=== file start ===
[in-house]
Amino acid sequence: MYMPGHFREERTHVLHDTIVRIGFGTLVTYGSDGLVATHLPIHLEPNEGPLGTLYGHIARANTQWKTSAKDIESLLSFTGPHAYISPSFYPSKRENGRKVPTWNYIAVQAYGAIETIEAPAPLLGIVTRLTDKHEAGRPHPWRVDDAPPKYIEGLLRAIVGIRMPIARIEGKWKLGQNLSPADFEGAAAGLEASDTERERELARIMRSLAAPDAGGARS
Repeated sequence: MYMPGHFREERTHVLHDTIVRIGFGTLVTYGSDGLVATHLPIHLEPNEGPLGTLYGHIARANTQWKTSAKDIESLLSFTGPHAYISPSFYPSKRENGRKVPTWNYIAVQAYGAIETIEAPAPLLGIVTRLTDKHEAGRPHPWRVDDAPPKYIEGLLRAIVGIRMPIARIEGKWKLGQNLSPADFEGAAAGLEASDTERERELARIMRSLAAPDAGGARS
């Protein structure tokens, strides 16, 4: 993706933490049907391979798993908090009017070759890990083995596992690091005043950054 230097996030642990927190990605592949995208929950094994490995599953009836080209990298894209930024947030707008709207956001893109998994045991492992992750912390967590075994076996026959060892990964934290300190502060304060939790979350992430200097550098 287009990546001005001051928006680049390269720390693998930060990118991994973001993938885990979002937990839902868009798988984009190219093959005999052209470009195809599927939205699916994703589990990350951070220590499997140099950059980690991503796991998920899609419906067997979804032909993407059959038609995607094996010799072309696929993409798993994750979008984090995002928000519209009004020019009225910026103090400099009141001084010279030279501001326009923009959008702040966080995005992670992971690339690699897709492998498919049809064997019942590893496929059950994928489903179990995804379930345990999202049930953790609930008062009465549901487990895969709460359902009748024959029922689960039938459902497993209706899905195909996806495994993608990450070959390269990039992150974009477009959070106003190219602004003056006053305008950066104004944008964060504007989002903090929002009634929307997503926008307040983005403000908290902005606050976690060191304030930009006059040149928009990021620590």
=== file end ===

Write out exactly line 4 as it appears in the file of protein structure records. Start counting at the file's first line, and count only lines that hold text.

């Protein structure tokens, strides 16, 4: 993706933490049907391979798993908090009017070759890990083995596992690091005043950054 230097996030642990927190990605592949995208929950094994490995599953009836080209990298894209930024947030707008709207956001893109998994045991492992992750912390967590075994076996026959060892990964934290300190502060304060939790979350992430200097550098 287009990546001005001051928006680049390269720390693998930060990118991994973001993938885990979002937990839902868009798988984009190219093959005999052209470009195809599927939205699916994703589990990350951070220590499997140099950059980690991503796991998920899609419906067997979804032909993407059959038609995607094996010799072309696929993409798993994750979008984090995002928000519209009004020019009225910026103090400099009141001084010279030279501001326009923009959008702040966080995005992670992971690339690699897709492998498919049809064997019942590893496929059950994928489903179990995804379930345990999202049930953790609930008062009465549901487990895969709460359902009748024959029922689960039938459902497993209706899905195909996806495994993608990450070959390269990039992150974009477009959070106003190219602004003056006053305008950066104004944008964060504007989002903090929002009634929307997503926008307040983005403000908290902005606050976690060191304030930009006059040149928009990021620590």